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by Connor Raborn reporter@hammondstar.com

The plane arrived an hour and a half late at the Port-au-Prince airport Wednesday afternoon, but the team of five missionaries from Tangipahoa Parish had been waiting for it since Friday.

Two and a half hours after boarding, Missions Pastor Jim Grega, Richard Drude and Lee, Tim, and Josh Barends of The Mission Church in Hammond landed safely in Miami around 7:30 p.m. EDT. Once there, the team ran to make their connecting flight to New Orleans, which was ultimately delayed, Grega said.

As of early evening Wednesday, the team was waiting on the flight and planning to be in Louisiana later that night or early this morning.

The missionaries arrived in the Haitian capital Friday night after a week of ministry in Jeremie, Haiti. That's the same night that tires were lit aflame to block roads and gunshots sounded in the streets, marking the beginning of riots in Port-au-Prince and the mission team's extended stay in their fortified hotel.

The violent protests, which have resulted in at least three deaths and continued into Wednesday night, began in response to the Haitian government's announcement of increases from 38 to 51 percent in various fuel prices. Haitian Prime Minister Jack Guy Lafontant called off the price increases Saturday in the wake of the riots.

After four days of waiting for a safe and clear path to the airport, Grega, Drude and the Barends were waiting in line to board a plane to Miami around 5 p.m. EDT Wednesday. Soon after, Drude called his father, Jake Drude, confirming the group had successfully boarded and were waiting for takeoff.

"We're keeping him in our prayers that he'll be safe," Jake Drude said. "We just need to keep everything in our prayers."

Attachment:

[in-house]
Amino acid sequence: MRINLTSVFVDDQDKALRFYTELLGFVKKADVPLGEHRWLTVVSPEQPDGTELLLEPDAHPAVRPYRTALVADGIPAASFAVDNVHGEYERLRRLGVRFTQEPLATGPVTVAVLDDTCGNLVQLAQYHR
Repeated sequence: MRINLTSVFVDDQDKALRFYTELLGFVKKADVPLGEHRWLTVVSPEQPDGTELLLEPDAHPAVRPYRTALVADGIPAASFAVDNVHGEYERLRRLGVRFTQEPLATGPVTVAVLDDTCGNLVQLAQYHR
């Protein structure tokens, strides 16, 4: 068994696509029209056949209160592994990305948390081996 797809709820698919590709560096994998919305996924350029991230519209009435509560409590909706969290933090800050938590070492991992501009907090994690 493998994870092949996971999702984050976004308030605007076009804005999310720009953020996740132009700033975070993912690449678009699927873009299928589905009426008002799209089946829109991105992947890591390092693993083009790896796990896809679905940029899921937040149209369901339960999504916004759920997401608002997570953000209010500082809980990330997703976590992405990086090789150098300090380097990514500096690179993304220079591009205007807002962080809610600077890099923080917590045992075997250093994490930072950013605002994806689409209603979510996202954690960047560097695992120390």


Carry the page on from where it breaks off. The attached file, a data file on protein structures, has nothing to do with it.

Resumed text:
He and his wife had been keeping in touch with Richard during his time stuck in the hotel.

Those four days were mostly filled with preparing defense and escape plans and passing the time, Grega said Tuesday. Representatives from the U.N. sheltered at the hotel for part of the time and helped the group prepare themselves, and they later communicated road closure, airport and riot updates to the hotel guests.

The group did not have to use any of their defensive strategies as no attempts to breach the hotel were made by looting groups. Despite being told to expect more riots in the area Wednesday, the five residents of Hammond and Ponchatoula encountered no problems getting to the airport Wednesday, Grega said.

"We made it from our hotel through customs," he said. "It took us one hour and 45 minutes from our hotel to the waiting room."

This was actually about 15 minutes less than it usually takes, he added.

Grega heard after their arrival at the airport that protesting had started again, and his team was not sighing with relief just yet.

"We'll be more relieved when we land in Miami," Grega said as he waited in line. "We're ready to be in the U.S."

Grega will regroup after getting home. His plans to take another team to Haiti near the end of the month will have to be re-evaluated, he said. A U.N. representative told Grega the travel advisory for Haiti is currently level 4: do not travel.